Should exchanges start using the U2F authentication model instead of 2FA?


After Google announced the withdrawal of support for its two-factor authentication (2FA) application and will begin to use a security key device with a multi-factor authentication system or Universal 2nd Factor (U2F), none of the more than 85,000 employees in the company has been affected by phishing attacks. This decision was made in view of the increase in attacks reported and documented since 2013, having tripled since then to date.

Fishing is currently one of the most common forms used by hackers to steal passwords and any other type of private data belonging to users on the network, and unfortunately the two-factor authentication method has also been targeted by the technique.

Previously, Google Authenticator was raised as an improvement to the text messages used to perform second factor authentication, since these could be seriously compromised and easily intercepted by attackers, to then access the accounts of users.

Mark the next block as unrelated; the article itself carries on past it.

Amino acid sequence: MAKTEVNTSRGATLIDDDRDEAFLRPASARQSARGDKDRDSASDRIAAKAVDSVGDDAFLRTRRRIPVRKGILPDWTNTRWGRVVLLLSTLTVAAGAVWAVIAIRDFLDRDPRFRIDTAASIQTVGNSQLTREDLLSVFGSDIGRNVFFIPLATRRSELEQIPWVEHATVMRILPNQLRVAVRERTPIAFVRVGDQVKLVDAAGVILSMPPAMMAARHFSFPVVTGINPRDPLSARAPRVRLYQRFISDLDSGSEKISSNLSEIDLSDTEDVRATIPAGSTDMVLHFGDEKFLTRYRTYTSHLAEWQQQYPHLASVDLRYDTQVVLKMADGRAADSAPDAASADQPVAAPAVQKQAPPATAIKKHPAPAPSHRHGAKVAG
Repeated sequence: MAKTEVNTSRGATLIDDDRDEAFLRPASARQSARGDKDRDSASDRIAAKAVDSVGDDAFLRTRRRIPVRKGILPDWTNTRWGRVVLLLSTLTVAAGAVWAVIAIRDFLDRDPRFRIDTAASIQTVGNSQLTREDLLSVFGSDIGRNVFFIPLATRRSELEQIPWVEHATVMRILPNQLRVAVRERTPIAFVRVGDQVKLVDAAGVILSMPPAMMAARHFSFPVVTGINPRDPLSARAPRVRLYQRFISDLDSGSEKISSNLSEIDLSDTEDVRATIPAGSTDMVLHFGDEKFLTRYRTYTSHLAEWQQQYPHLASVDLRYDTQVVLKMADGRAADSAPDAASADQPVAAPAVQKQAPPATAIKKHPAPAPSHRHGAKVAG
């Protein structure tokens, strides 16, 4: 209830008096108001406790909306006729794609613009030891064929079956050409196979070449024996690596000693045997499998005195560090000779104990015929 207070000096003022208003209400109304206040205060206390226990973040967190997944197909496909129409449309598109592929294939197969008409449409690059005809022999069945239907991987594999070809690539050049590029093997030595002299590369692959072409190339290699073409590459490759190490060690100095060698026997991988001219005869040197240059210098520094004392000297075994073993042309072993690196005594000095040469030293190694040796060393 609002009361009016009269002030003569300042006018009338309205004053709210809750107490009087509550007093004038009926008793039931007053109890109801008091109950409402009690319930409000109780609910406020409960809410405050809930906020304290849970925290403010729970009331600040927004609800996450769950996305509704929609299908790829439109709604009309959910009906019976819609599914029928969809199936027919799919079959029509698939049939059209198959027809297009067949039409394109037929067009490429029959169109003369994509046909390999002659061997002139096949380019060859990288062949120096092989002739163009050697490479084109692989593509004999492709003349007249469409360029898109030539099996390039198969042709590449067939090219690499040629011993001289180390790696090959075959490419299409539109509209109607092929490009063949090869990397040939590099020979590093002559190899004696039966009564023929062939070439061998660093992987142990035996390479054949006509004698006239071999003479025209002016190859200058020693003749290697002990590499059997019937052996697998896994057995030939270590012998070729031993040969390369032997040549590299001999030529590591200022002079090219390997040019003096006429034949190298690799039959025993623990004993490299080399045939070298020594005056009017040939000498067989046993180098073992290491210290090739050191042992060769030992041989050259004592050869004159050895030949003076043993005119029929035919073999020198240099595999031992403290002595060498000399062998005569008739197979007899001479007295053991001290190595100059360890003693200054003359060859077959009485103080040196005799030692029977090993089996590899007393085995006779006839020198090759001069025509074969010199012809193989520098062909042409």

Both Google Authenticator and Authy, the other most popular option in the industry for the verification process, were subsequently transformed into the second generation of 2FA in order to correct the shortcomings of the text messages that contained the security codes for the start of session.

For the previous cases, it is necessary that users make use of unique and random codes, generated every so often by a web or mobile application through a specialized algorithm. However, the mechanism also has its security breaches by leaving attack options available, with false emails and websites being the most used to perpetrate them. This way the hackers will get the codes to enter the real accounts.

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